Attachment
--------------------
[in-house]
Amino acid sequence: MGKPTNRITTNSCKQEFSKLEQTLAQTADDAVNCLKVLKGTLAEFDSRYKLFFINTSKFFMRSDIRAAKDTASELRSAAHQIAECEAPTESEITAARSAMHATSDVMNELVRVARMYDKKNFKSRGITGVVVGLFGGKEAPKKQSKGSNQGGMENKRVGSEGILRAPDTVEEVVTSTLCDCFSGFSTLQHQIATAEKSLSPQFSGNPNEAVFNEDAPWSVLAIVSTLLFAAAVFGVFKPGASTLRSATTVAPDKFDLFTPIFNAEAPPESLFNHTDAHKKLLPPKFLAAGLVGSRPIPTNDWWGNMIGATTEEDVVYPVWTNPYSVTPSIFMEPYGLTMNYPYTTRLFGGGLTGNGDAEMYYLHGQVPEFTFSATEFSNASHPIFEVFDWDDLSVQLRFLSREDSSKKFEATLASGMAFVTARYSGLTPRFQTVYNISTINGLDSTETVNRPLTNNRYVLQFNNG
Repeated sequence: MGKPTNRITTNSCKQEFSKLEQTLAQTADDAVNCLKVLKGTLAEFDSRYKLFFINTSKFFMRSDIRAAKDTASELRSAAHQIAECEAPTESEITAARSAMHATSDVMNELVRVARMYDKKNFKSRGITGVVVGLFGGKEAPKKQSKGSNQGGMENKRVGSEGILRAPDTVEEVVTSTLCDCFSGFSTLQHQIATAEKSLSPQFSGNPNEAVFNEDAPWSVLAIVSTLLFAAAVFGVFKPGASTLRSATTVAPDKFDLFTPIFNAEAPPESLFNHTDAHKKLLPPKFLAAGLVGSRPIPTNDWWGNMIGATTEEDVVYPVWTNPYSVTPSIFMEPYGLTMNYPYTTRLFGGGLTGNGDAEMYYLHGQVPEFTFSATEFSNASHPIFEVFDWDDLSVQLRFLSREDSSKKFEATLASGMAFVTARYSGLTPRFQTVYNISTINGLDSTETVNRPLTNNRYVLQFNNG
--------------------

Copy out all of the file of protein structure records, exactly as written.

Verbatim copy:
[in-house]
Amino acid sequence: MGKPTNRITTNSCKQEFSKLEQTLAQTADDAVNCLKVLKGTLAEFDSRYKLFFINTSKFFMRSDIRAAKDTASELRSAAHQIAECEAPTESEITAARSAMHATSDVMNELVRVARMYDKKNFKSRGITGVVVGLFGGKEAPKKQSKGSNQGGMENKRVGSEGILRAPDTVEEVVTSTLCDCFSGFSTLQHQIATAEKSLSPQFSGNPNEAVFNEDAPWSVLAIVSTLLFAAAVFGVFKPGASTLRSATTVAPDKFDLFTPIFNAEAPPESLFNHTDAHKKLLPPKFLAAGLVGSRPIPTNDWWGNMIGATTEEDVVYPVWTNPYSVTPSIFMEPYGLTMNYPYTTRLFGGGLTGNGDAEMYYLHGQVPEFTFSATEFSNASHPIFEVFDWDDLSVQLRFLSREDSSKKFEATLASGMAFVTARYSGLTPRFQTVYNISTINGLDSTETVNRPLTNNRYVLQFNNG
Repeated sequence: MGKPTNRITTNSCKQEFSKLEQTLAQTADDAVNCLKVLKGTLAEFDSRYKLFFINTSKFFMRSDIRAAKDTASELRSAAHQIAECEAPTESEITAARSAMHATSDVMNELVRVARMYDKKNFKSRGITGVVVGLFGGKEAPKKQSKGSNQGGMENKRVGSEGILRAPDTVEEVVTSTLCDCFSGFSTLQHQIATAEKSLSPQFSGNPNEAVFNEDAPWSVLAIVSTLLFAAAVFGVFKPGASTLRSATTVAPDKFDLFTPIFNAEAPPESLFNHTDAHKKLLPPKFLAAGLVGSRPIPTNDWWGNMIGATTEEDVVYPVWTNPYSVTPSIFMEPYGLTMNYPYTTRLFGGGLTGNGDAEMYYLHGQVPEFTFSATEFSNASHPIFEVFDWDDLSVQLRFLSREDSSKKFEATLASGMAFVTARYSGLTPRFQTVYNISTINGLDSTETVNRPLTNNRYVLQFNNG